West Nile Virus

What is West Nile Virus (WNV) Encephalitis?

West Nile Virus (WNV) encephalitis is a rare disease caused by a virus. In a small percentage of people infected by the virus, the disease can be serious, even fatal. The virus that causes WNV encephalitis occurs in Europe, Africa and Asia. It was first identified in the United States during the summer of 1999. It is not known how WNV got to the United States. WNV grows in birds, and it is transmitted from bird to bird and from birds to humans by mosquitoes (primarily the culex species). Horses bitten by mosquitoes carrying WNV can also become sick.

What are the symptoms of WNV Encephalitis?

Mild WNV infections cause fever, headache and body aches, often with a skin rash and swollen lymph glands. More severe infections can cause headache, high fever, neck stiffness, stupor, disorientation, coma, tremors, convulsions, paralysis, and sometimes death.

How is WNV spread?

WNV is spread only by adult mosquitoes (primarily the culex species) that are infected with the virus. People and horses that have WNV infection cannot spread the disease without mosquitoes. The risk of getting WNV encephalitis is highest from late July through September. There is no evidence that a person can get WNV from handling live or dead infected birds. Still, you should avoid barehanded contact when handling dead animals, including birds. If you must handle dead birds, use gloves or double plastic bags. If you notice unusual numbers of dead birds in your area, call the Norwell Board of Health or the Massachusetts Department of Public Health.

What can you do to protect yourself?

There is no vaccine for WNV. The only way to protect yourself is to keep mosquitoes from biting you. Follow these steps every summer if you live in or visit an area with mosquitoes:

  • Avoid outdoor activities between dusk and dawn, if possible, as this is the greatest mosquito activity.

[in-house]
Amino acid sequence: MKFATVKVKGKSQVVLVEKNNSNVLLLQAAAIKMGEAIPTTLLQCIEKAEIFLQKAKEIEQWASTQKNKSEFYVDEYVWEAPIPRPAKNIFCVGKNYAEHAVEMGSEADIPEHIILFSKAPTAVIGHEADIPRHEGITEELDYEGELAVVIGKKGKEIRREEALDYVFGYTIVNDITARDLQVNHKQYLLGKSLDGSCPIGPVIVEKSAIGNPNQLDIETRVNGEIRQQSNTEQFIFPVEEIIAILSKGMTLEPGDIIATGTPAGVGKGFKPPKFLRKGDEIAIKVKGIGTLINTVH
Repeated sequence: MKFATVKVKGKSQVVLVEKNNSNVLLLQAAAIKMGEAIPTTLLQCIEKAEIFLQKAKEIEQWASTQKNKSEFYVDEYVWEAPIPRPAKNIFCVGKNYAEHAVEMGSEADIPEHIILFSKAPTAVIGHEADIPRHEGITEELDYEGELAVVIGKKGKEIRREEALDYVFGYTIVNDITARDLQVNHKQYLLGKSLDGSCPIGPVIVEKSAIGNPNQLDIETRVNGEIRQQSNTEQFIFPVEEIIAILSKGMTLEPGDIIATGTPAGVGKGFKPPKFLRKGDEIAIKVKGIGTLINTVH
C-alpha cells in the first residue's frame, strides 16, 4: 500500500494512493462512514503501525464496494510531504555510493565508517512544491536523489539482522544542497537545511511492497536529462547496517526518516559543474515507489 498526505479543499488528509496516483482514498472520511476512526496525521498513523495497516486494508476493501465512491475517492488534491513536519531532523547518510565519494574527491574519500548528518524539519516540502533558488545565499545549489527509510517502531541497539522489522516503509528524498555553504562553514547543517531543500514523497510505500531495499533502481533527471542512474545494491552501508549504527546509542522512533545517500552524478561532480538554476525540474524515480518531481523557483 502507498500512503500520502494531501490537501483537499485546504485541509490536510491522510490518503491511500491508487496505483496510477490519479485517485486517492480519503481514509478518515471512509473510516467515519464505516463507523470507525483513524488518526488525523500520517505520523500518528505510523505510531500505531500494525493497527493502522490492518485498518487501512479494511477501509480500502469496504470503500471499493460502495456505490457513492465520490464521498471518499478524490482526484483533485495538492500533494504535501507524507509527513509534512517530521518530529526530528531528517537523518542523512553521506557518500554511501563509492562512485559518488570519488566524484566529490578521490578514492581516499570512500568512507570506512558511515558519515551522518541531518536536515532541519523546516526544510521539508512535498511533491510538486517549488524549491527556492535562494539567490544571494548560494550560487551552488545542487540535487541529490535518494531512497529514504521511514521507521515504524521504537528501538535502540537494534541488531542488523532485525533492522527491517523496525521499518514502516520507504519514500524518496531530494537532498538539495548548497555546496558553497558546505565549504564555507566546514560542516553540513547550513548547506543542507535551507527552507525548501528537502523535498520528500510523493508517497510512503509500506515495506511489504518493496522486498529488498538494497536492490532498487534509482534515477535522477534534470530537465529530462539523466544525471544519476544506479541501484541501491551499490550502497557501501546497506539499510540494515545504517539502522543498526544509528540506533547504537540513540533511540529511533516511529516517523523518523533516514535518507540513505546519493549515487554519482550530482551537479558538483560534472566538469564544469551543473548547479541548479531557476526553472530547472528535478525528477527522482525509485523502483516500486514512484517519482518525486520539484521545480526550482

• If you must be outdoors when mosquitoes are active, wear a long-sleeved shirt and long pants. Use a mosquito repellent that contains DEET (the chemical N-N-diethyl-metatoluamide) and follow the directions on the label. DEET can be poisonous if overused. Never use DEET on infants. Avoid using repellents with DEET concentrations above 10-15% for children or with concentrations above 30-35% for adults. Cream, lotion or stick formulas are best. Avoid products with high amounts of alcohol.
  • Take special care to cover up the arms and legs of children playing outdoors. When you bring a baby outdoors, cover the baby’s carriage or playpen with mosquito netting.
  • Fix any holes in your screens and make sure they are tightly attached to all your doors and windows.

West Nile Virus Hotline: 866-627-7968

If you discover a dead bird on your property, call the Public Health Hotline before you call Animal Control. Follow their instructions. The Animal Control Officer will assist you if requested by the Mass. Department of Public Health. If no testing is required, dispose of the bird by throwing it in the woods near your residence, or in our household trash. Dead animals on private property are the responsibility of the property owner.

What can you do to reduce the number of mosquitoes around your home and neighborhood?

To reduce mosquito populations around your home and neighborhood, get rid of any standing water that is available for mosquito breeding. Mosquitoes will breed in any puddle or standing water that lasts for more than four days. Here are some simple steps you can take:

  • Dispose of or regularly empty any metal cans, plastic containers, ceramic pots and other water holding containers (including trash cans) on your property.
  • Pay special attention to discarded tires that may have collected on your property. Tires are a common place for mosquitoes to breed.
  • Drill holes in the bottom of recycling containers that are left outdoors, so that water can drain out.
  • Clean clogged roof gutters; remove leaves and debris that may prevent drainage of rainwater.
  • Turn over plastic wading pools and wheelbarrows when not in use.
  • Do not allow water to stagnate in birdbaths. Aerate ornamental ponds or stock them with fish.
  • Keep swimming pools clean and properly chlorinated; remove standing water from pool covers.
  • Use landscaping to eliminate standing water that collects on your property.

For more information:

Massachusetts Department of Public Health
Division of Epidemiology and Immunization (617) 983-6800
(for questions about WNV and consultations for health care providers and hospitals on WNV)
Bureau of Environmental Health Assessment (617) 624-5757
To report dead birds: 1-866-MASS WNV (1-866-627-7968)

Massachusetts Department of Food and Agriculture
State Reclamation and Mosquito Control Board (617) 626-1781
(for questions about regional mosquito control programs)

Plymouth County Mosquito Control Project
(781) 585-5450

Norwell Board of Health
(781) 659-8016
Brian T. Flynn, RS, Health Agent
R. Benjamin Margro, Administrative Assistant